During a press briefing on Wednesday, Psaki said, “[Biden] believes the bar for convicting officers is far too high. It needs to be changed.”
“He’s a strong supporter, as he also conveyed passionately last night, of the George Floyd Justice in Policing Act which does change the intent standard,” she added.
The George Floyd Justice in Policing Act would lower the criminal intent standard for conviction from “willful to knowing or reckless.”
Watch the video below:
WH Press Sec. Jen Psaki says President Biden “believes the bar for convicting officers is far too high. It needs to be changed.” pic.twitter.com/6j6mzB5sWC
— The Recount (@therecount) April 21, 2021
Psaki’s comments come after the jury in former Minneapolis police officer Derek Chauvin’s trial found him guilty on three counts of second-degree unintentional murder, third-degree “depraved mind” murder, and second-degree manslaughter in the death of George Floyd.
While the celebrations broke out following the rare conviction of a police officer, officers are rarely convicted in connection to an on-duty fatal shooting.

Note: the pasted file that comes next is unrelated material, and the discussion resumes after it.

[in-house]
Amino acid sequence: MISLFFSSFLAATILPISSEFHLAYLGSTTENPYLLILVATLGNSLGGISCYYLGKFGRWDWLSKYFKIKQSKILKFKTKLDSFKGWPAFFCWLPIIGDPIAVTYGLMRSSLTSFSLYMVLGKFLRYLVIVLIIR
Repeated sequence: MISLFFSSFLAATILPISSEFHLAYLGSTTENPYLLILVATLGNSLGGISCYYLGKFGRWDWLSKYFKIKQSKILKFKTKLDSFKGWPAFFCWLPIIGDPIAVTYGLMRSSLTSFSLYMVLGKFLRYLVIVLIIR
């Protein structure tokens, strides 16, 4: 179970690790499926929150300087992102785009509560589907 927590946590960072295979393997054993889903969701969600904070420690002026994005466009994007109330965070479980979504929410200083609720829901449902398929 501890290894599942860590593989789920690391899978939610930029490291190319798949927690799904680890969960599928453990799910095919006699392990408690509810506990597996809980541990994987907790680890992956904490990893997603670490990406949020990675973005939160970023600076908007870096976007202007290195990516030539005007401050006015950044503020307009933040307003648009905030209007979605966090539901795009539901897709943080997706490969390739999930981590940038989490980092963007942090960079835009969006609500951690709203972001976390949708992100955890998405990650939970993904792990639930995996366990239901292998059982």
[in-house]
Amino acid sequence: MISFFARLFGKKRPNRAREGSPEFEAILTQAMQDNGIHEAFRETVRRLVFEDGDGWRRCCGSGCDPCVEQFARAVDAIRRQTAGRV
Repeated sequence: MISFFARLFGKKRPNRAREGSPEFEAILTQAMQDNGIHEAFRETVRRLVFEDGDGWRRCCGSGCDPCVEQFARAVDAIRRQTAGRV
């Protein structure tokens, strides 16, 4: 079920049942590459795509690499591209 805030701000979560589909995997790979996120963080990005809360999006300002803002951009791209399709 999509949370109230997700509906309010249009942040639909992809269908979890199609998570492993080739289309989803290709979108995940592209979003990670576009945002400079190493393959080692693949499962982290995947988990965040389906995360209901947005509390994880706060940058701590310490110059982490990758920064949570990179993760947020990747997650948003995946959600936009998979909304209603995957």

Since 2005, there have been 139 officers arrested in connection with fatal shootings and 44 have been convicted.
As Vox notes, in that time frame, seven officers — not counting Chauvin — have been convicted of murder, while the other 37 were convicted on charges of manslaughter or misconduct. Additionally, there are roughly 1,000 fatal police shootings each year in the U.S.
The New York Times’ David Leonhardt explained that means the chance of a jury convicting a cop on charges of murder is roughly one in 2,000.
In remarks after Chauvin’s guilty verdict was announced, Biden said, “We have a chance to begin to change the trajectory in this country. It’s my hope and prayer that we live up to the legacy.”
“This can be a giant step forward in the march toward justice in America,” he added.
However, they said, “We cannot rest. We will need to follow through with the concrete reforms that will reduce and ultimately eliminate racial bias in our criminal justice systems.”
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